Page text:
I thank QBE for its generosity in sponsoring our Indigenous high-achievers. I also thank PwC, which continues its sponsorship of three scholars in 2018.
Private sector engagement has been essential, has been a key to the success of the New Colombo Plan and will be crucial to its longevity. I want to see the New Colombo Plan as a rite of passage for Australian students for decades to come and we now have over 240 private sector organisations supporting our program, using their connections and networks to place our students in locations throughout the region – the 40 locations that will host Australian New Colombo Plan students.
I acknowledge the many businesses that have provided internships and other work-based opportunities for New Colombo Plan scholars – it’s such an integral part of their experience.
New Colombo Plan Business Champions have been effective, high-profile proponents of both the scholarship and the mobility programs. Their networks and circles of influence have contributed tremendously to amplifying the reach of the New Colombo Plan. Business Champions, such as Alison Watkins, the Group Managing Director of Coca Cola Amatil, and Angela Mentis from National Australia Bank, are among our strongest supporters.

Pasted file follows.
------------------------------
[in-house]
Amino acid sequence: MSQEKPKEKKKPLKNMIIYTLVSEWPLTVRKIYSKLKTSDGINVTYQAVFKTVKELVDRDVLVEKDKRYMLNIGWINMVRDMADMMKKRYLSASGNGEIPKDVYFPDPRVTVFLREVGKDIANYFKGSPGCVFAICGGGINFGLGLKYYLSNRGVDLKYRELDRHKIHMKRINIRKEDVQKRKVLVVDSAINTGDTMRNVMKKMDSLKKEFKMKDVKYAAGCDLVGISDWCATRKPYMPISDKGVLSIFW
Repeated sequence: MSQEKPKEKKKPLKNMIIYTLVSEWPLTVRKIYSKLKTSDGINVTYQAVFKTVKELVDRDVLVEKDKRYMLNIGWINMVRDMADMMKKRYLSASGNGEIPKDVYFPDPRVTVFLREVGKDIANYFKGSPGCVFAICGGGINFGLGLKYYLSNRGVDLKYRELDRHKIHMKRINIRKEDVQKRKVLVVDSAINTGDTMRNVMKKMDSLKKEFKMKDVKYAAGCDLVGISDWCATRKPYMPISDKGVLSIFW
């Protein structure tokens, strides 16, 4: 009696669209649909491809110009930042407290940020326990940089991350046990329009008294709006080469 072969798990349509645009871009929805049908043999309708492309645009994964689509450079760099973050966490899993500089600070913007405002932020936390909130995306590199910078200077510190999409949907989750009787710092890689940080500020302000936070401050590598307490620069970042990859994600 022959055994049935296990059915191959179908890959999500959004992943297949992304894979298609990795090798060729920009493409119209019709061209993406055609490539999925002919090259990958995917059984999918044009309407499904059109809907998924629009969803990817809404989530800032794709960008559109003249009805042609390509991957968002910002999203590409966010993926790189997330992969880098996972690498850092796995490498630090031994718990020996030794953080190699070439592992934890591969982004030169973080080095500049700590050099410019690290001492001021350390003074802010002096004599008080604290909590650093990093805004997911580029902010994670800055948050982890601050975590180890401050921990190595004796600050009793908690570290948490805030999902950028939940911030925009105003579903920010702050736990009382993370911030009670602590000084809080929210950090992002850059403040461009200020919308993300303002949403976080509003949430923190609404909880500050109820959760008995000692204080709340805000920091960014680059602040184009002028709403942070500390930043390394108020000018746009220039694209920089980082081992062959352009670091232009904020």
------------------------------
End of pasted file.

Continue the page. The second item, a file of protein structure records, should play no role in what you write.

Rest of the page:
As Alison said: “The New Colombo Plan really helps us accelerate the process of understanding other cultures and being able to build trust.”
And as Angela said: “It’s not just about study and business experience – it’s about cultural engagement, regional awareness and inspiring a vision that’s bigger in our future leaders.”
I thank each and every one of our Business Champions and other private sector partners who are here with us this evening. They have provided so many opportunities for New Colombo Plan students and I commend them for their investment in the scholars and in the program. I have no doubt it will be a worthwhile investment.
Thank you all for being part of this celebration tonight.
Congratulations to the scholars who are about to embark on a remarkable journey that will change your life. I look forward to hearing from each of you about your transformational experiences and the wonderful contribution you will make to our community into the future. Ensure that you remain connected through the Alumni program and I can assure you that this will be one of the most rewarding experiences that you could have.
With my partner Minister, Simon Birmingham the Minister for Education, the Australian Government is proud to support you as you develop your capacity to be an ambassador for Australia in the Indian Ocean-Asia Pacific. Congratulations all.